Kundura Cinema, a movie theater located on Istanbul's Beykoz coast, continues its online screenings with a new selection. “Timeless Tales” presents three award-winning short films by Indian filmmaker Prantik Narayan Basu, who has presented several documentaries at major film festivals such as Berlin and Rotterdam.
While touching on a wide range of areas such as Shamanism and Indian philosophy, Basu creates lyrical meditations on the fragile relationship between nature and man based on folk tales and myths in his movies. The newest selection of Kundura Cinema consists of the director’s “Makara” (2013), “Sakhisona” (2017) and “Rang Mahal” (“Palace of Colors”). The short films will be screened free of charge at the website of Kundura Cinema until Feb. 1, 2021.
"Makara,” the second film by the director which premiered at the Rome Film Festival, is inspired by “A Crocodile Named Rain Cloud,” a folk tale narrated in the cultures of Myanmar and India. The film is about a crocodile fished out from an artificial lake in Mumbai and how it brought people from different social strata together even if for a moment. With its impressive sound work, which combines the sounds of nature and the narrator into a single actor, the film received the Best Sound Design Award from the Film and Television Institute of India (FTII).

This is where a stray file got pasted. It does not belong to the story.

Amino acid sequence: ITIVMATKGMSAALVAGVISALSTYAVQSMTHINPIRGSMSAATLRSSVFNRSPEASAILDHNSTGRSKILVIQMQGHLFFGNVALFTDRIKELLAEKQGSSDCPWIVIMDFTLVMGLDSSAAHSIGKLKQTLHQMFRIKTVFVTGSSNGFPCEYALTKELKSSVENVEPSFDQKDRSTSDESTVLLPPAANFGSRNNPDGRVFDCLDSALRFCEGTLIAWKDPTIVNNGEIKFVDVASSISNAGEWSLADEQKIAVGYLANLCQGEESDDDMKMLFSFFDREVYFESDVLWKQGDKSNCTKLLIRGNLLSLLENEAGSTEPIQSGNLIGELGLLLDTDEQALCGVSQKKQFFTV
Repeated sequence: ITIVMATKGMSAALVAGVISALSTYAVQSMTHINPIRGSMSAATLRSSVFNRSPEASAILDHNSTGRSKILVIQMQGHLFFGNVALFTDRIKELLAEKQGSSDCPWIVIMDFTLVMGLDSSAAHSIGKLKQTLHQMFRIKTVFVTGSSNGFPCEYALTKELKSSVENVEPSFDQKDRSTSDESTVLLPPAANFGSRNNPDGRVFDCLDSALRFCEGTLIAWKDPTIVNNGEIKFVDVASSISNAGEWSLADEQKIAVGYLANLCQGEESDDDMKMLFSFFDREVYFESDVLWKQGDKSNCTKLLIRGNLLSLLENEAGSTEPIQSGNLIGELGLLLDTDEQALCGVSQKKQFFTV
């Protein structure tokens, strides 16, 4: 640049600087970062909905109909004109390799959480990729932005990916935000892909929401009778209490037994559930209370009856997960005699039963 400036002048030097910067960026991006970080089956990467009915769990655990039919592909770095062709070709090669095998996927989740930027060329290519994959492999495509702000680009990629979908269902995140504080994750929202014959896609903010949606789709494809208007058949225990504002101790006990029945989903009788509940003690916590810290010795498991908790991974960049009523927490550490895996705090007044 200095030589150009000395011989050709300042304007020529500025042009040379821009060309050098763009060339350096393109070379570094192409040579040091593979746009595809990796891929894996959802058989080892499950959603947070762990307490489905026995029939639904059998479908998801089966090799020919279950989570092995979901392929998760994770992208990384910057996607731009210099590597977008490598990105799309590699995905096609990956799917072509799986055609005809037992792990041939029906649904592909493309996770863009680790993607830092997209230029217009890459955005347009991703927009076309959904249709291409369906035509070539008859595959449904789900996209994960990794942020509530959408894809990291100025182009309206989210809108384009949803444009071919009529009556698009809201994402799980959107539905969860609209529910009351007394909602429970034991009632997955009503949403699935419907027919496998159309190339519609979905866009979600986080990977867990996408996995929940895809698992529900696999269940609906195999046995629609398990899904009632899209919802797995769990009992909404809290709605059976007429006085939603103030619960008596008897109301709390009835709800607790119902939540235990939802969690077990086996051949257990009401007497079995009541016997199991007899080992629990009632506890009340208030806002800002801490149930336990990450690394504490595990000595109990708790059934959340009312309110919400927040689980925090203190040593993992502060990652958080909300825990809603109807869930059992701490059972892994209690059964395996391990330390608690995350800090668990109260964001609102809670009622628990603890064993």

The 2017 production “Sakhisona” takes place in a mountainous area in southern India, which locals call Sakhisona and traces the mystical remains of a sixth century monastery unearthed during recent excavations. The film tells about the awakening of the Shamanic power deep inside Sakhisona while exploring the mysteries of its forest where two lovers come to live. Apart from being named one of the best films of the year by famous movie critic Nicole Brenez, “Sakhisona” was also chosen as the Best Short Film at Mumbai and FICSUR festivals. Moreover, at the 2017 Rotterdam Film Festival, the film was awarded the Golden Lion by the short film jury for being “a surreal, poetic approach to myths hidden in the archaeological layers of the world; a love story about the vitality of nature.” Thus, Basu was the second Indian director to have won this award in the festival's history.
“Rang Mahal” (“Palace of Colors”), the latest film by Basu, competed for the Golden Bear in the short film competition of the Berlin Film Festival, where it premiered last year. Based on the creation myth of the Santal natives living in the north of India, the film was also screened at major documentary and short-film festivals including the International Documentary Film Festival Amsterdam (IDFA) and Bilbao International Festival of Documentary and Short Films. “Rang Mahal” takes the audience to the chalkstone hills formed as a result of erosion and subsidence in the region and attracts attention with its eye-catching colors. It allows the viewers to listen to the myth, which has thousands of different versions, from a Santali woman.
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